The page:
In recent weeks there's been a lot of talk* about Rupert Murdoch and the lashings of complaints that have been laid at the feet of Google for helping people find News Corp. news stories.
Rather than get into the politics of the issue, what insights does this sparring match hold for businesses in understanding the digital world?
Murdoch is proposing that his content, his digital product, will be placed behind a "Paywall". This simply means before you can access the content from a News Corp website sites, you're required to pay.
The introduction of a Paywall has other implications. In it's most basic form a Paywall will prevent the Search Engines (Google, Bing, Yahoo et al.) from accessing the information and in turn preventing people from finding it when they search in their favourite Internet search engine. It would be analogous to having a listing in the Yellowpage but not letting anyone see what the listing said. A more apt analogy may be having a Yellowpages listing but because no-one can read the listing, including the Yellowpages, it can't categorised and no-one can find it.
Learning 1 - Search is king
The Internet is the largest distribution network in the history of man. You can distribute digital content to over a billion people through their Internet connected devices. The Internet is largely a "pull" medium where consumers search for what they're interested in and then consume it in their own time. The key word here is "search". Without a mechanism to search, the Internet becomes unwieldy and impractical. Therefore, to make a distribution medium like the Internet work in it's current form, Search is King. To make sure your business and/or product can be found, it is essential that your Internet properties allow search engines to access them.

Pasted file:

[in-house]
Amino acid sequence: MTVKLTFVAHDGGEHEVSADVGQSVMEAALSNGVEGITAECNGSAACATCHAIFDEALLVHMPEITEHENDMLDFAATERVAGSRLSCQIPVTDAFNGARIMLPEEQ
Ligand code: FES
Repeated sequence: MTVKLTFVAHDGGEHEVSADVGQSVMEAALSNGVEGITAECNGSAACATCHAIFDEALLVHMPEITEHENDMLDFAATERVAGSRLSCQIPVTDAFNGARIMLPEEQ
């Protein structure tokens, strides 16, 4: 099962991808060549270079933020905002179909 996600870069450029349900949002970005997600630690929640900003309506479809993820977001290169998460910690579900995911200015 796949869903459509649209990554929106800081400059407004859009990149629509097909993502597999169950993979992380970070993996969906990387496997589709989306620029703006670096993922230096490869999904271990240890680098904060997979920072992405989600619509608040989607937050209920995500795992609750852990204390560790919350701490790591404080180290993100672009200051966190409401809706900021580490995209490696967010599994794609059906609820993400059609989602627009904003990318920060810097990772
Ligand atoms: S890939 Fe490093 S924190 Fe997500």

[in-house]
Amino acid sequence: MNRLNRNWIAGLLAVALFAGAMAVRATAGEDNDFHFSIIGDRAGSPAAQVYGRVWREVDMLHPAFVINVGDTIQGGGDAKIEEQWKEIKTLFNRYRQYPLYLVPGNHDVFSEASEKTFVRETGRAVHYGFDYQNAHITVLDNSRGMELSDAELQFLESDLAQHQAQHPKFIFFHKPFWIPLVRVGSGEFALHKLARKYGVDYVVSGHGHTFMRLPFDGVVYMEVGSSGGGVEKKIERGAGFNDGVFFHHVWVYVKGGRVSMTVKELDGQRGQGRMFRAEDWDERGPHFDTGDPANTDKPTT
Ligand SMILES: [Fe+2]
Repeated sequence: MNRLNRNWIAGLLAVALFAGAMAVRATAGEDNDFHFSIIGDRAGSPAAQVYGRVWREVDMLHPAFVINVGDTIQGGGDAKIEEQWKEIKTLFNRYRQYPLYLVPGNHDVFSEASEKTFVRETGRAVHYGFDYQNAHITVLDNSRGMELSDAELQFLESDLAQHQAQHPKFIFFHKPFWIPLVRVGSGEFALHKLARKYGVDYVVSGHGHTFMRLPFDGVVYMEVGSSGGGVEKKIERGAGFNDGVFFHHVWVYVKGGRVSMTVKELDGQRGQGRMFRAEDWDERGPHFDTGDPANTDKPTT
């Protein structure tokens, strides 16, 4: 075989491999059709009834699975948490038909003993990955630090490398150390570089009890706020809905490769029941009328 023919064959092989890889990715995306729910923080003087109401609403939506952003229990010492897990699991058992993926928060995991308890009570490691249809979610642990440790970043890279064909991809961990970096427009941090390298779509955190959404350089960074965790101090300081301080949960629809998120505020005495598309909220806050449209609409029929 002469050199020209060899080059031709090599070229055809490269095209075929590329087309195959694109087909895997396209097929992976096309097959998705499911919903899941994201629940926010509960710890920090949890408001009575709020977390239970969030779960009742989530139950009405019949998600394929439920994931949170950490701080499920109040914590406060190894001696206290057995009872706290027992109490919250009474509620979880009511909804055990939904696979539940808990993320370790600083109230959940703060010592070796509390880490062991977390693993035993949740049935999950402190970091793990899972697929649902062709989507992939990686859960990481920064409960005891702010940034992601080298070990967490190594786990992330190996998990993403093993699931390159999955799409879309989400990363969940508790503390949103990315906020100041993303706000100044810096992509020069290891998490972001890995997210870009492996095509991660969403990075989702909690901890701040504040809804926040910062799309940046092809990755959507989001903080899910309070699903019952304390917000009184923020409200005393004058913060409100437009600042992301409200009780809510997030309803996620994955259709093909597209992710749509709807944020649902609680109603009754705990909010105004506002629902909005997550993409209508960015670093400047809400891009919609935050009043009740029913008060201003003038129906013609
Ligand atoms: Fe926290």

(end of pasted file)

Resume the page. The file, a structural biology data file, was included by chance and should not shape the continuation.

Learning 2 - What's Our Digital Business Model?
The Newspaper industry has been trying to find a viable business model for selling their product in the digital age for a number of years. The existing model is heavily based on advertising and distribution control:
- Advertising funded the majority of the business.
- The paper was the only place to get your news. (Distribution Control, Scarcity of Supply)
- The press was the only place to get the news out. (Distribution Control)
The advent of the Internet (remember the Information Superhighway?) eliminated the ability to control the Distribution Network of news. It allowed anyone to broadcast newsworthy information. It fragmented and reduced the potential advertising revenue. It changed consumer habits in relation to the consumption of news.
The one differentiator of media produced news is the journalistic rigour involved in crafting the story. Some may even dispute this.
The market will decide whether this is something that is worth paying a premium for and, ultimately, whether Murdoch's attempts at rescuing an old business model are successful.
The Wrap Up
The learnings for the media industry will continue for some time. For other industries, it's a valuable exercise in ongoing observation. Particularly if your business or industry sells a digital product.
Where do you think the dice will fall?
*Here's some more details on the News Corp Paywall if you want to catch up.